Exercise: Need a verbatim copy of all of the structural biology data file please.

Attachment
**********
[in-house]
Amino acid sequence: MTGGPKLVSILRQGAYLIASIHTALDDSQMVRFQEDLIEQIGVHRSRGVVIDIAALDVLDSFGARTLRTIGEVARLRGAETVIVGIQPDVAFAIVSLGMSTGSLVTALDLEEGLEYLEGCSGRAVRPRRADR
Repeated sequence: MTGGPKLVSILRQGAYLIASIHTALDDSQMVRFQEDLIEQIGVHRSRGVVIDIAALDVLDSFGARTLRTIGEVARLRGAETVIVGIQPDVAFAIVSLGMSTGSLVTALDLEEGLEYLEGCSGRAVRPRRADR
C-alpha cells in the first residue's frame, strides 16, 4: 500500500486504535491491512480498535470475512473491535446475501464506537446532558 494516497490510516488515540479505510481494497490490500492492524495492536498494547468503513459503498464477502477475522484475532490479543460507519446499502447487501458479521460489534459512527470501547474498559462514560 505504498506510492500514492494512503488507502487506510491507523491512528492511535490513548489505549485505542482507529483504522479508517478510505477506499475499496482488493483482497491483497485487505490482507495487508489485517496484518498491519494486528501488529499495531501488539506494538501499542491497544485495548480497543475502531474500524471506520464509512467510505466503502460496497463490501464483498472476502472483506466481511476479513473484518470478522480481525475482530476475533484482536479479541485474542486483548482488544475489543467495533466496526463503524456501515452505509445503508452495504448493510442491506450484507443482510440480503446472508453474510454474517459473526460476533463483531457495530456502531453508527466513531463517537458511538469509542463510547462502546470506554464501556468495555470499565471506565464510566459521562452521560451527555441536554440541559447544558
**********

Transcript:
[in-house]
Amino acid sequence: MTGGPKLVSILRQGAYLIASIHTALDDSQMVRFQEDLIEQIGVHRSRGVVIDIAALDVLDSFGARTLRTIGEVARLRGAETVIVGIQPDVAFAIVSLGMSTGSLVTALDLEEGLEYLEGCSGRAVRPRRADR
Repeated sequence: MTGGPKLVSILRQGAYLIASIHTALDDSQMVRFQEDLIEQIGVHRSRGVVIDIAALDVLDSFGARTLRTIGEVARLRGAETVIVGIQPDVAFAIVSLGMSTGSLVTALDLEEGLEYLEGCSGRAVRPRRADR
C-alpha cells in the first residue's frame, strides 16, 4: 500500500486504535491491512480498535470475512473491535446475501464506537446532558 494516497490510516488515540479505510481494497490490500492492524495492536498494547468503513459503498464477502477475522484475532490479543460507519446499502447487501458479521460489534459512527470501547474498559462514560 505504498506510492500514492494512503488507502487506510491507523491512528492511535490513548489505549485505542482507529483504522479508517478510505477506499475499496482488493483482497491483497485487505490482507495487508489485517496484518498491519494486528501488529499495531501488539506494538501499542491497544485495548480497543475502531474500524471506520464509512467510505466503502460496497463490501464483498472476502472483506466481511476479513473484518470478522480481525475482530476475533484482536479479541485474542486483548482488544475489543467495533466496526463503524456501515452505509445503508452495504448493510442491506450484507443482510440480503446472508453474510454474517459473526460476533463483531457495530456502531453508527466513531463517537458511538469509542463510547462502546470506554464501556468495555470499565471506565464510566459521562452521560451527555441536554440541559447544558